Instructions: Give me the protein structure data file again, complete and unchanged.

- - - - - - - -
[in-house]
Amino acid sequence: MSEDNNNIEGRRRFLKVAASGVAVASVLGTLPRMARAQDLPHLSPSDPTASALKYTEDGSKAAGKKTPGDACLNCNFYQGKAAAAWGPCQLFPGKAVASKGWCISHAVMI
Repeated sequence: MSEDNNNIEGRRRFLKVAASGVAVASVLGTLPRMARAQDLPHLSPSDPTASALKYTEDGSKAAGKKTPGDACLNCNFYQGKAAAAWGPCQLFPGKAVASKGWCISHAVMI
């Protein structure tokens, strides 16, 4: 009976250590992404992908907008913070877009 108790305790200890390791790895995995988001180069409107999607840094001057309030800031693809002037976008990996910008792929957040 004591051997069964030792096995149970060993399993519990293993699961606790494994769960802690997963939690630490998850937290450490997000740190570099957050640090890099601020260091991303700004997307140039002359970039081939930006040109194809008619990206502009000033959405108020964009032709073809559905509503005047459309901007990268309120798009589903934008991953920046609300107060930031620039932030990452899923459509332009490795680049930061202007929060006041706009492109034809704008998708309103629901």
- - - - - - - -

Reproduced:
[in-house]
Amino acid sequence: MSEDNNNIEGRRRFLKVAASGVAVASVLGTLPRMARAQDLPHLSPSDPTASALKYTEDGSKAAGKKTPGDACLNCNFYQGKAAAAWGPCQLFPGKAVASKGWCISHAVMI
Repeated sequence: MSEDNNNIEGRRRFLKVAASGVAVASVLGTLPRMARAQDLPHLSPSDPTASALKYTEDGSKAAGKKTPGDACLNCNFYQGKAAAAWGPCQLFPGKAVASKGWCISHAVMI
């Protein structure tokens, strides 16, 4: 009976250590992404992908907008913070877009 108790305790200890390791790895995995988001180069409107999607840094001057309030800031693809002037976008990996910008792929957040 004591051997069964030792096995149970060993399993519990293993699961606790494994769960802690997963939690630490998850937290450490997000740190570099957050640090890099601020260091991303700004997307140039002359970039081939930006040109194809008619990206502009000033959405108020964009032709073809559905509503005047459309901007990268309120798009589903934008991953920046609300107060930031620039932030990452899923459509332009490795680049930061202007929060006041706009492109034809704008998708309103629901």